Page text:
The model obtains the intake rate of food products from the data of per-capita consumption. The provincial data of per-capita consumption for rural and urban populations are taken from the China Statistical Yearbook 2011and provincial statistical yearbooks in 2011 (see Data 3). The per-capita consumption amount for the rural population is taken directly from these yearbooks. For urban population, the per-capita consumption amount in each province can be estimated from the data on per-capita consumption expenditures in each province and total national consumption amounts, which can be directly obtained from these yearbooks (see Data 3). The total national intake rates of food products from the China Health and Nutrition Survey (CHNS) are used to adjust the per-capita consumption for the population in each province. The equations for the calculation of EDI are provided below:

where indicates per-capita intake rate of food I by the population in province j. BW represents average body weights of Chinese adult males and females. is the MeHg concentration in food I harvested in province k, and represents the EDI of MeHg by the population in province j.

[DATA SOURCES]:
/Data 1/
/Data 2/
/Figure S6 in Chen et al. (2019)/
/Figure S7 in Chen et al. (2019)/
/Data 3/

5. Human health impacts

IQ decrements in foetuses and fatal heart attacks in adults due to Hg exposure are evaluated. For IQ decrements, the associated coefficients for the relationship were characterized by epidemiologic studies simultaneously. Following previous studies (Rice et al., 2010; Giang and Selin, 2016), the model applies the linear dose-response relationship without thresholds between maternal intake of MeHg and foetal IQ decrements to assess the IQ effects caused by MeHg in China. The assessment of the IQ effects is shown below:

The descriptions and values for the coefficients are shown in _Table S4_in Chen et al. (2019).For fatal heart attacks, the associated coefficients for the relationship were suggested by an epidemiological study called the European Community Multicenter Study of Antioxidants, Myocardial Infarction and Breast Cancer (EURAMIC). Following previous studies (Rice et al., 2010; Giang and Selin, 2016), the model applies log-linear relationship for Hg-related fatal heart attacks in China. The dose-response relationship is shown bellow:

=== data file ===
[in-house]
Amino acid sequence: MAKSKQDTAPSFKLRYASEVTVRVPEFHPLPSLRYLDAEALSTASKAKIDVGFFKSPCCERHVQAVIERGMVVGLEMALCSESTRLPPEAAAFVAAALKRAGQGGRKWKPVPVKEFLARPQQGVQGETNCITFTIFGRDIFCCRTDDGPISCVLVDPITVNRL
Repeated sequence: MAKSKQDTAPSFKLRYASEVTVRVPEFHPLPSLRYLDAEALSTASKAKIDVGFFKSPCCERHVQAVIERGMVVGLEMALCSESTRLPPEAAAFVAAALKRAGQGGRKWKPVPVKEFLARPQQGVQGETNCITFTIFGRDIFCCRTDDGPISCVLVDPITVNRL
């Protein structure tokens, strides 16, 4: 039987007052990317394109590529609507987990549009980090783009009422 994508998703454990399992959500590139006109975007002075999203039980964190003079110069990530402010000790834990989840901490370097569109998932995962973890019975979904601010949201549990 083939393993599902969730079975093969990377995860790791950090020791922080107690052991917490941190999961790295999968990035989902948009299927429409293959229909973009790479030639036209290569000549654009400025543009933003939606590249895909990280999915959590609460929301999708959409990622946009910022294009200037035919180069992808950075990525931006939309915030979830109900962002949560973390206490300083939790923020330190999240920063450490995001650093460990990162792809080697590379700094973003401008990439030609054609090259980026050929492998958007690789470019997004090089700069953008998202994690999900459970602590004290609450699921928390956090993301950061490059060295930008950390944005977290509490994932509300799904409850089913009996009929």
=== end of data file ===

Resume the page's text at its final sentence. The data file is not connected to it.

The descriptions and values for the coefficients are shown in _Table S4_in Chen et al. (2019), and the population data for Pg and are provided in Data 4 and _Table S5_in Chen et al. (2019), respectively.

[DATA SOURCES]:
/Data 4/
/Table S4 in Chen et al. (2019)/
/Table S5 in Chen et al. (2019)/

[NOTICE]:
The contents in this page are retrieved from Chen et al. (2019). Please refer to the paper for more details. When using the CMSTM model, the citation of Chen et al. (2019) is needed. The computer codes for CMSTM model are available from the corresponding authors of the paper upon reasonable request.

[CITATION]:
Chen, L.; Liang, S.; Liu, M.; Yi, Y.; Mi, Z.; Zhang, Y.; Li, Y.; Qi, J.; Meng, J.; Tang, X.; Zhang, H.; Tong, Y.; Zhang, W.; Wang, X.; Shu, J.; Yang, Z. Trans-provincial health impacts of atmospheric mercury emissions in China. Nature Communications 2019, 10 (1), 1484.
URL

[REFERENCE]:
Chen, L. et al. Trade-induced atmospheric mercury deposition over China and implications for demand-side controls. Environ. Sci. Technol. 52, 2036–2045 (2018).
Liu, W. D., Tang, Z. P., Chen, J. & Yang, B. China’s Interregional Input−Output Table for 30 Regions in 2010 (China Statistics Press, Beijing, 2014).
Rice, G. E., Hammitt, J. K. & Evans, J. S. A probabilistic characterization of the health benefits of reducing methylmercury intake in the United States. Environ. Sci. Technol. 44, 5216–5224 (2010).
Giang, A. & Selin, N. E. Benefits of mercury controls for the United States. Proc. Natl. Acad. Sci. USA 113, 286–291 (2016).